Coronaviruses have been the source of several infectious disease epidemics in humans, such as SARS and Middle East respiratory syndrome (MERS). The current 2019-CoV outbreak began in December 2019, when an outbreak of respiratory illness developed, with patients presenting with symptoms of fever, dry cough, dyspnea, headache, and pneumonia. Most early 2019-CoV cases were in people who visited the Huanan seafood market; however, the spread of the disease has now progressed to human-to-human transmission worldwide.
Samples from seven patients with severe pneumonia (six of whom were seafood market workers) were sent to a laboratory at the Wuhan Institute of Virology (WIV) for pathogen diagnosis and were analyzed by researchers from the WIV, the Center for Biosafety Mega-Science, and the Chinese Academy of Sciences. Initial analysis included pan-CoV polymerase chain reaction (PCR) primers, which resulted in five PCR-positive samples.
A sample of bronchoalveolar lavage fluid went through metagenomic analysis using next-generation sequencing (NGS) to identify potential etiological agents. Of the 10,038,758 total reads, or 1,582 total reads obtained after human genome filtering, 1,378 (87.1%) matched sequences of SARSr-CoV. The researchers used the 29,891-bp genome of SARS-CoV BJ01, sharing 79.5% sequence identity, as the reference for remapping in NGS. The team identified the full-length genome sequences of four additional samples that were more than 99.9% identical to each other using NGS and PCR. The sequences were submitted to the Global Initiative on Sharing All Influenza Data (GISAID).
Upon first phylogenetic analysis, evidence appeared to indicate that 2019-nCoV and SARS-CoV belong to the same species. However, 2019-nCoV genes shared less than 80% sequence identity with SARS-CoV. The virus genome contains six major open reading frames common to coronaviruses and other accessory genes. There were seven conserved replicase domains in the open reading frames that were 94.6% sequence identical between 2019-nCoV and SARS-CoV. So while the two CoVs are clearly related, it may not be as close of a relationship as previously thought.
Upon further analysis, the researchers found a short RNA-dependent RNA polymerase (RdRp) region from a bat coronavirus, termed BatCoV RaTG13, found in China that showed high sequence identity to 2019-nCoV. There was a 96.2% sequence identity between the two samples. Phylogenetic analysis of the full-length genomes, RdRp, and receptor-binding protein spike (S) gene sequences show that RaTG13 is the closest relative of 2019-nCoV and that the two coronaviruses have a distinct lineage from other SARS-CoVs.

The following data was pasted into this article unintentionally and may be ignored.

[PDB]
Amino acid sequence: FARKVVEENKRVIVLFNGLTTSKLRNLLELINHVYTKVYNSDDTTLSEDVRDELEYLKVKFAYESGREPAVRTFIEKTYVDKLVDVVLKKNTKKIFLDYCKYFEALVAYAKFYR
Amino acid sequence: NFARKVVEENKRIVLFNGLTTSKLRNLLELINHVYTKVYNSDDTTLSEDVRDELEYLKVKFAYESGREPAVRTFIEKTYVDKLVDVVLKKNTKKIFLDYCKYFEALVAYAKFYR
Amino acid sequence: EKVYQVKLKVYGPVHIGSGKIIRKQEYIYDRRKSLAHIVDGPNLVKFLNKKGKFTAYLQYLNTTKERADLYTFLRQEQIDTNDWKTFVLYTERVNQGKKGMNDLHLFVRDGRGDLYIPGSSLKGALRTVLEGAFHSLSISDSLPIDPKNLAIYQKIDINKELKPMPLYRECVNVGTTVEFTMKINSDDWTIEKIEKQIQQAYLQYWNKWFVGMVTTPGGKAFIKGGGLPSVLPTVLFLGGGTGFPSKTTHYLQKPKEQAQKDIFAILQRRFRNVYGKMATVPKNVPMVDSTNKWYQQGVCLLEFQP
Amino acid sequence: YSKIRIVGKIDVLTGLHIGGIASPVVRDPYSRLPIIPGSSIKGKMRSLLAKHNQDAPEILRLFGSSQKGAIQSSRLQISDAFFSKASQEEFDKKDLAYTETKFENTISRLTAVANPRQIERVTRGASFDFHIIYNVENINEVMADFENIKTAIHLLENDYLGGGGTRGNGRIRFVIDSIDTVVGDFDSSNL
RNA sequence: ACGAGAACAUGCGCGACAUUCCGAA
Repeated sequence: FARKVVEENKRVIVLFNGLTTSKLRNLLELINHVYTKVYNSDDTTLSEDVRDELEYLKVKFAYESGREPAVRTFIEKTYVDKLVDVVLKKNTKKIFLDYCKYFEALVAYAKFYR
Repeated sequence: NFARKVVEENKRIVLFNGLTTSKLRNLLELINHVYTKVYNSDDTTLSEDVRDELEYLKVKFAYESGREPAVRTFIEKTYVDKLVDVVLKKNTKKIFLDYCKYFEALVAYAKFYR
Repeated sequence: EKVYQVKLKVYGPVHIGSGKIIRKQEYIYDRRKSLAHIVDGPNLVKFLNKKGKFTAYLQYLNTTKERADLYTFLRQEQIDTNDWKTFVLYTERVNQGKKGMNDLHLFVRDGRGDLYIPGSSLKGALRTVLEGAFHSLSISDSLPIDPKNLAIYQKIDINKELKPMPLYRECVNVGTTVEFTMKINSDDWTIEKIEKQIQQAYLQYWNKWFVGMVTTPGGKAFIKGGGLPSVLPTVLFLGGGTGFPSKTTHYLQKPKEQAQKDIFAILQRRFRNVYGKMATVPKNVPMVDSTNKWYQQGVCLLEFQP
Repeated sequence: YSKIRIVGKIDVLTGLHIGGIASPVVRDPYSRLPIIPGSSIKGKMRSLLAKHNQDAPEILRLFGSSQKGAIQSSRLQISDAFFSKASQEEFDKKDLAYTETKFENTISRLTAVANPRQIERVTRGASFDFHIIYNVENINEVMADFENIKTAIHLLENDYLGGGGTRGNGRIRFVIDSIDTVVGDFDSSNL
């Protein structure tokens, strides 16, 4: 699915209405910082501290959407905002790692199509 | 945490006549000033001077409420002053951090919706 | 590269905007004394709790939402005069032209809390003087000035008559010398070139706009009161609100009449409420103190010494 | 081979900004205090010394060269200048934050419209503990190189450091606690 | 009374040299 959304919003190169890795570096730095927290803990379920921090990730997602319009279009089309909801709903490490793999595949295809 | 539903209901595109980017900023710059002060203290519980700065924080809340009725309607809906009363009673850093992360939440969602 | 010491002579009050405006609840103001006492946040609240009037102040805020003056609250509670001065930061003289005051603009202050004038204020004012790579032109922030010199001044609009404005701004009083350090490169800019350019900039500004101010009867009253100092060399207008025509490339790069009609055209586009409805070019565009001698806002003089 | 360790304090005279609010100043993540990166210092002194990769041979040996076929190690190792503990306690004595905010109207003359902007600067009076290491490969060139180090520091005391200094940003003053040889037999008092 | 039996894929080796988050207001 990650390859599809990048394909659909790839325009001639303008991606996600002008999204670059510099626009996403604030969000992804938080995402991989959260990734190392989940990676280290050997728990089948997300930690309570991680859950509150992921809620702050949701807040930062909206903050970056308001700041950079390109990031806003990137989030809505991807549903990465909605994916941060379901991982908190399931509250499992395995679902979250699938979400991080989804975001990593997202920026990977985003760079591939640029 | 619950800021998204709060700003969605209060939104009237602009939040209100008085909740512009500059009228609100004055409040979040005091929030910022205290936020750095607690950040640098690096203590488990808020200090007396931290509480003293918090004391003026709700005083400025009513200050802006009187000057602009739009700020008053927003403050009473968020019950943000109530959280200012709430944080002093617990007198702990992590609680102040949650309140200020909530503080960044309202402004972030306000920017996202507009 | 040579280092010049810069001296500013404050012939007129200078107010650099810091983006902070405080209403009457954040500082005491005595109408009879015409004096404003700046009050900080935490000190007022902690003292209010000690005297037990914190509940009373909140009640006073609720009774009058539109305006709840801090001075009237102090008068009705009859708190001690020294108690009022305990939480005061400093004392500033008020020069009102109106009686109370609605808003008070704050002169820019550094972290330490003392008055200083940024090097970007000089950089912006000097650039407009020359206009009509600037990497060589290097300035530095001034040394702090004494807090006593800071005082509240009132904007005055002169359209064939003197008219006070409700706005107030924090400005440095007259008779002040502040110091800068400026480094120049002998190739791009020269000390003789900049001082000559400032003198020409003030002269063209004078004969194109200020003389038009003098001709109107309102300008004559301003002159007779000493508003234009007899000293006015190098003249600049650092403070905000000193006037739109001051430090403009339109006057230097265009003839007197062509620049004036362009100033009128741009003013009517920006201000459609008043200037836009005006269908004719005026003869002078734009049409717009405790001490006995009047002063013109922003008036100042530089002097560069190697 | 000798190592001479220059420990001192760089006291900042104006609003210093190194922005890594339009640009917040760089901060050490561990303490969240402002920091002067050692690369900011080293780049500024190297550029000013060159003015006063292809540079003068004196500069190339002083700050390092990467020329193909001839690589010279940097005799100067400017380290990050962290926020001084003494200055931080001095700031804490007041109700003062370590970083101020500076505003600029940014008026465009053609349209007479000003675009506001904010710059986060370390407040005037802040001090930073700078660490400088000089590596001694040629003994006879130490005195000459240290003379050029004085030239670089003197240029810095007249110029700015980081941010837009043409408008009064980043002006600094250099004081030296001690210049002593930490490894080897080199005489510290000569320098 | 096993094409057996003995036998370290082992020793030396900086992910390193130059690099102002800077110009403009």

The S gene was highly divergent from other CoVs, with less than 75% sequence identity shared with all previously described SARS-CoVs except a 93.1% identity to RaTG13. The close phylogenetic relationship to RaTG13 provides evidence for a bat origin of 2019-nCoV. The major differences between 2019-nCoV and other SARS-CoVs are short insertions in the N-terminal domain and residue changes in the receptor-binding motif. These changes may confer sialic acid binding activity like MERS-CoV, but this hypothesis needs further testing and confirmation.
Antibodies isolated from patients infected with 2019-nCoV have the potential to neutralize the virus. A previously identified horse antibody against SARS-CoV also neutralizes the virus at a low serum dilution, but whether anti-SARS-CoV antibodies cross-react with 2019-nCoV or not needs to be confirmed using serum from humans who have convalesced from SARS-CoV infection.
The team also determined that 2019-nCoV likely enters via the same route as SARS CoVs: the cell receptor angiotensin-converting enzyme II (ACE2). The researchers conducted virus infectivity studies using HeLa cells expressing or not expressing ACE2 proteins in Chinese bats, civets, pigs, and mice. They found that 2019-nCoV can use ACE2 as an entry receptor in the ACE2-expressing cells but not in the ACE2-negative cells, indicating that it is likely a receptor for the virus.
While this report helps explain the origin of the virus, many unanswered questions regarding the epidemic remain, including the transmission routine of the virus among hosts, virulence, treatment options, and how to actively surveil coronaviruses in the future.
Do you have a unique perspective on your research related to infectious disease or virology? Contact the editor today to learn more.
Copyright © 2020 scienceboard.net